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Verheugen offers Commission's encouragement ahead of peace talks
2004-02-18 20:53:29

Larnaca, Feb 18 (CNA) - EU Enlargement Commissioner Gunter Verheugen sent a message of encouragement and appreciation on his arrival on the island this evening, ahead of tomorrow's resumption of the UN-led peace process, which aims at a comprehensive settlement of the Cyprus problem before the island joins the EU on the 1st of May.

Speaking to reporters on his arrival, Verheugen said he believed that now there is sufficient common ground and enough political will to bring the Cyprus problem to an end.

Verheugen said he is ''very, very glad to be back in Cyprus, under much better circumstances and conditions than ever'', noting he is ''visibly optimistic''.

''My message today is a message of encouragement and appreciation'', he said, adding that he highly appreciates ''what both parties have done''.

''I highly appreciate the support of Turkey and Greece, the US, the UK and particular I have to praise the crucial efforts of the Secretary General of the UN, Kofi Annan, and his Special Adviser, Alvaro de Soto'', Verheugen said.

The Commissioner noted the EU has played ''a role to create a political breakthrough that we saw last week in New York''.

''I think there is now sufficient common ground and enough political will to bring a conflict that is decades old and is still the only divided capital in Europe in place, to bring that conflict to an end'', he said.

He added the purpose of his visit today and tomorrow ''is first of all to discuss the political situation with the leaders of the two communities and with the UN and to repeat our messages, to confirm again that we are ready to accept a united Cyprus as a respected equal member of the EU''.

''Secondly'', he said, ''that we are ready to help the Turkish (Cypriot) community to catch up economically'', noting that the EU has allocated funds for that purpose.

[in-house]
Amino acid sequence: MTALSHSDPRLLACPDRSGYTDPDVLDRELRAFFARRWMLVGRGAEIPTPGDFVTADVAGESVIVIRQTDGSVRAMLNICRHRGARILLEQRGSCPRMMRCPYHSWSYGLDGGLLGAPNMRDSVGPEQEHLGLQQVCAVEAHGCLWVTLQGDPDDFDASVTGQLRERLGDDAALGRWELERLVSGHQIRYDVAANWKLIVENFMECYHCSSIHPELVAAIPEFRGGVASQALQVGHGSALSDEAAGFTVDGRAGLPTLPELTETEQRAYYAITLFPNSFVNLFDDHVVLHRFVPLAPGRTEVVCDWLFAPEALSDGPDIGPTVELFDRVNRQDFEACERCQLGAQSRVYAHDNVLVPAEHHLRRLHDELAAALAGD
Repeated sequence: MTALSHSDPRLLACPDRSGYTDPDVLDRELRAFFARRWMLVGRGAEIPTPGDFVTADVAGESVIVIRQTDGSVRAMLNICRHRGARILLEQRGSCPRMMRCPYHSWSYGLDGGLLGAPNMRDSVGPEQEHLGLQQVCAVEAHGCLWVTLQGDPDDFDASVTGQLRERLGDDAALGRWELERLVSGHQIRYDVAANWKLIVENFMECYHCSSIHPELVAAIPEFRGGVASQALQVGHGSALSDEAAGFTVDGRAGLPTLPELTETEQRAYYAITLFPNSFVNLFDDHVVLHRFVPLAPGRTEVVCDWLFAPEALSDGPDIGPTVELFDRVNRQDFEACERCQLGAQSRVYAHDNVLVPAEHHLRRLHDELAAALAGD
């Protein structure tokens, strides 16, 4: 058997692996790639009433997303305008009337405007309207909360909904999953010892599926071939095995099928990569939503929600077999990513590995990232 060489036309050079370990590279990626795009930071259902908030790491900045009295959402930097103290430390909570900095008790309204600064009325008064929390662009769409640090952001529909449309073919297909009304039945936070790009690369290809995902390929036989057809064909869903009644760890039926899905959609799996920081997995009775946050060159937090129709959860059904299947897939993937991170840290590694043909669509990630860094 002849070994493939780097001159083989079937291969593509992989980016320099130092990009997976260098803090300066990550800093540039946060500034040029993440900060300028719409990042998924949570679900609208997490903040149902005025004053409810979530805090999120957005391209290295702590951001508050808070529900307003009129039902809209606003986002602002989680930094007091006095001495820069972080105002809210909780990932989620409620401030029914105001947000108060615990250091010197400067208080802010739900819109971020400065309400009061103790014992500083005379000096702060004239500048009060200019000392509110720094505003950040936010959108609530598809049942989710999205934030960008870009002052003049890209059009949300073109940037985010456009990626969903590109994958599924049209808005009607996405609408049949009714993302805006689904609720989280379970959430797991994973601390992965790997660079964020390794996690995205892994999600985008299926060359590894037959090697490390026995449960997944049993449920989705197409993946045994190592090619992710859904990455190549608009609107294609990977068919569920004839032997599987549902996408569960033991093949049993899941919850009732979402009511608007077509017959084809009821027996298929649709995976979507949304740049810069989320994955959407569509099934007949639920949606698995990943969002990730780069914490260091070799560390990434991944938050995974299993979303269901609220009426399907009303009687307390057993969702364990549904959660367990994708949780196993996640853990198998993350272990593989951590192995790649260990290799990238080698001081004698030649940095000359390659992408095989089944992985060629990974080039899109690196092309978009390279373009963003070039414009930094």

He reminded that the EU is ''prepared to initiate an international donors' conference to help finance all reunification related costs, and we will be able to do that very soon''.

Verheugen said another purpose of his visit ''is probably more important and a little more difficult''. He said he has to discuss with the parties the cooperation that the European Commission can offer in making the solution compatible with EU law.

''I repeat what President Prodi and the European Council have stated several times, we will be able to accommodate the elements of a settlement as long as they are not in contradiction to the principles on which the EU is founded''.

Noting he does not see any ''major problems'', Verheugen said ''timing might be a problem because everything must be done before the 1st of May''.

Furthermore, he said they would discuss tomorrow ''how much political and technical and legal expertise, coming the Commission, is needed''.

Verheugen noted he made it very clear that ''technical and legal support for the peace process here in Cyprus is now priority number one for the Commission and we will make available all our sources which we need in order to help both parties to conclude the negotiations and to come to a successful outcome''.

For this reason, he said, ''it is very important to meet the three parties tomorrow together because there is some coordination that must be done''.

At this point, Verheugen stressed that ''the Commission is not part of the negotiations, it does not want to be, it was never our position but it is important to organise the way, how we support both parties with technical and legal advice''.

Verheugen, who will have a joint meeting with the leaders of both communities and the UN tomorrow after the first meeting in Nicosia, said they would discuss the principles and details of the involvement of the Commission. He said the Commission will have ''a relatively strong delegation here on the spot and if needed we can even enlarge it and make everything available to make the process a success''.

The EU Commissioner said ''the solution of the Cyprus conflict after so many years will be a positive thing now, not only for Cyprus, not only Greece and not only for Turkey but the ability for the whole region of the Eastern Mediterranean and the Middle East''.

''There is a lot effort and strong political will, even a very old and very, very difficult and very controversial conflict can be solved'', he pointed out.

Asked what would happen if either side rejected the solution in a referendum, Verheugen said ''it is not in the interest of both communities to let the 1st of May pass and have the accession of a divided island''.

Cyprus has been divided since 1974, when Turkey invaded and occupied its northern third. Stalled peace negotiations resume tomorrow in Nicosia, with a view to reuniting the island before it accedes to the EU on May 1.

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